Indiana’s 1816 Constitution Was Better

July 27, 2012

by KARL BORN, J.D.

As Indiana’s bicentennial is now only four years away – and with that, the 200th anniversary of the adoption of the State’s first constitution – I propose that we amend Indiana’s current constitution to restore an important part of the original, which was replaced when Indiana’s second (and current) constitution took effect in 1851.

Our original (1816) constitution’s Bill of Rights began:

“That the general, great and essential principles of liberty and free Government may be recognized and unalterably established; WE declare, That all men are born equally free and independent, and have certain natural, inherent, and unalienable rights; among which are the enjoying and defending life and liberty, and of acquiring, possessing, and protecting property, and pursuing and obtaining happiness and safety.”

This language is noticeably similar to one of the most memorable parts of the Declaration of Independence (“We hold these truths to be self-evident, that all men are created equal, that they are endowed by their Creator with certain unalienable rights, that among these are life, liberty, and the pursuit of happiness”).

It was actually drawn, however, from an early Pennsylvania constitution, which itself had adopted (with a slight modification) the language of the Virginia Declaration of Rights, which was adopted about two months before the Declaration of Independence. Twenty-one state constitutions currently include this or something like it, including Virginia and West Virginia, which use the older version from the Virginia Declaration of Rights.

At Indiana’s 1850-1851 constitutional convention, a delegate named Watts initially proposed carrying the 1816 language over into our new (and now current) constitution. At the suggestion of another delegate, though, he agreed to replace it with the more elegant but less specific language of the Declaration of Independence, which ultimately was used. The only reason given for the change was to invoke and honor Thomas Jefferson and other contributors to the Declaration. Records of the debates and proceedings of the convention show delegates using the two versions interchangeably, with some delegates, including Watts, indicating that they believed the two versions to have the same meaning. (Later on in the convention, however, Watts attempted to change the wording back to the 1816 version, explaining that the Declaration version did not include everything that he had thought that it included.) Ultimately, the Declaration version was used, and it remains in Indiana’s constitution today (altered by a 1984 amendment which replaced the word “men” with “people”).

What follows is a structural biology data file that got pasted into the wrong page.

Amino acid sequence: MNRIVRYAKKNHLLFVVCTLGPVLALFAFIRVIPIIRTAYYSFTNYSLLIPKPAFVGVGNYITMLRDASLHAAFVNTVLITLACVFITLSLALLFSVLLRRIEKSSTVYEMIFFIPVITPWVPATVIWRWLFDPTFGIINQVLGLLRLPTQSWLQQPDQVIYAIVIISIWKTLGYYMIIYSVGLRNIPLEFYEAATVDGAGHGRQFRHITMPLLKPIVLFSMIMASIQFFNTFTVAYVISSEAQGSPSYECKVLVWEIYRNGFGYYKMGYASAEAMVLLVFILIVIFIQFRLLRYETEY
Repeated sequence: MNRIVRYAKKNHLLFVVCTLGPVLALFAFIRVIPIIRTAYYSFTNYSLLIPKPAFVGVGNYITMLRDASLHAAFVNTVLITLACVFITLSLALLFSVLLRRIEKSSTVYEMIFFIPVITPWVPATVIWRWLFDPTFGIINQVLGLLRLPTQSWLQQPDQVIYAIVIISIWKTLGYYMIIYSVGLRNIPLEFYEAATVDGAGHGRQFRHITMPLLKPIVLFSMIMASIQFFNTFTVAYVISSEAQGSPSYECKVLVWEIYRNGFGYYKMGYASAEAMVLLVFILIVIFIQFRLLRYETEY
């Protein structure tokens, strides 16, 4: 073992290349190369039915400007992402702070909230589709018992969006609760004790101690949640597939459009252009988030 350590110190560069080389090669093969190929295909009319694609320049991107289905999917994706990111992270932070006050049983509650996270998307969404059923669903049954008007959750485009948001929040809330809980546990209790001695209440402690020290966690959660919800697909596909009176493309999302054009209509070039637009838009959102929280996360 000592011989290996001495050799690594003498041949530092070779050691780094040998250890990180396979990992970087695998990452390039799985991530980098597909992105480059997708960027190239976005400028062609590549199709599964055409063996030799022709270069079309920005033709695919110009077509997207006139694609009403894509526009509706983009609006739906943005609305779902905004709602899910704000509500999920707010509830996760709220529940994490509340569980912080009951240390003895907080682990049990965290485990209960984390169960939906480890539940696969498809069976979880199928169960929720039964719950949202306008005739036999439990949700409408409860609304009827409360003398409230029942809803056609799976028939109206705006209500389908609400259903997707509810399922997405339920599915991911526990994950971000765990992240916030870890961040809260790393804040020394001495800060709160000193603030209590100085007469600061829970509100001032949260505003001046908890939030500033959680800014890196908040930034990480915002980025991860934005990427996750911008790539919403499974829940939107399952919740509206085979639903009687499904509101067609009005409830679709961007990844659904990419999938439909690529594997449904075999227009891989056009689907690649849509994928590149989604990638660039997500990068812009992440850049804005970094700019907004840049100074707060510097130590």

In Doe v. O’Connor in 2003, though the Indiana Supreme Court did not ultimately apply this section or state its understanding of it, the Court’s review of other states’ courts’ treatment of similar sections of their own constitutions strongly implies that it would treat our own Article I, Section I as though it were only a vague mission statement rather than binding law – notwithstanding that the Court has given effect to that section on previous occasions. (Indeed, if conclusions can be drawn from that portion of Doe v. O’Connor, the Court may well even be hesitant to apply the more specific, 1816 language; however, even if the change has no other effect, I would hope that the Court could be persuaded at least to recognize the right to defend life, liberty and property – traditionally known as the “First Law of Nature” – which the 1816 language would clearly embed.)

Looking back on all of this, the Hoosiers of 1851 were correct in understanding that the rights to “life, liberty, and the pursuit of happiness” have a certain, settled meaning which extends to the defense of life and liberty, the just acquisition, possession and protection of property, and the pursuit of happiness and safety.

These rights, however, can only be applied in their long-established meaning, in practice, so long as the people, the legal community and the judges of the state remain aware of that meaning.  That they are not is unfortunate but no fault of their own. After all, unless they had somehow been notified that the meaning and effect of natural rights had already been well-discussed, established and settled, why would people go looking for that information? And how would they know where to look? This no longer seems to be common knowledge, even among lawyers or judges.

If our legal system is unable or unwilling to vindicate the great rights of “Life, Liberty, and the Pursuit of Happiness” when they are stated in these general terms, then let us be more specific. We can begin by restoring the details that were declared and established by the first Hoosiers — in 1816.

Karl Born, J.D., is an adjunct scholar of the foundation living in Indianapolis. Contact him at editor@inpolicy.org.



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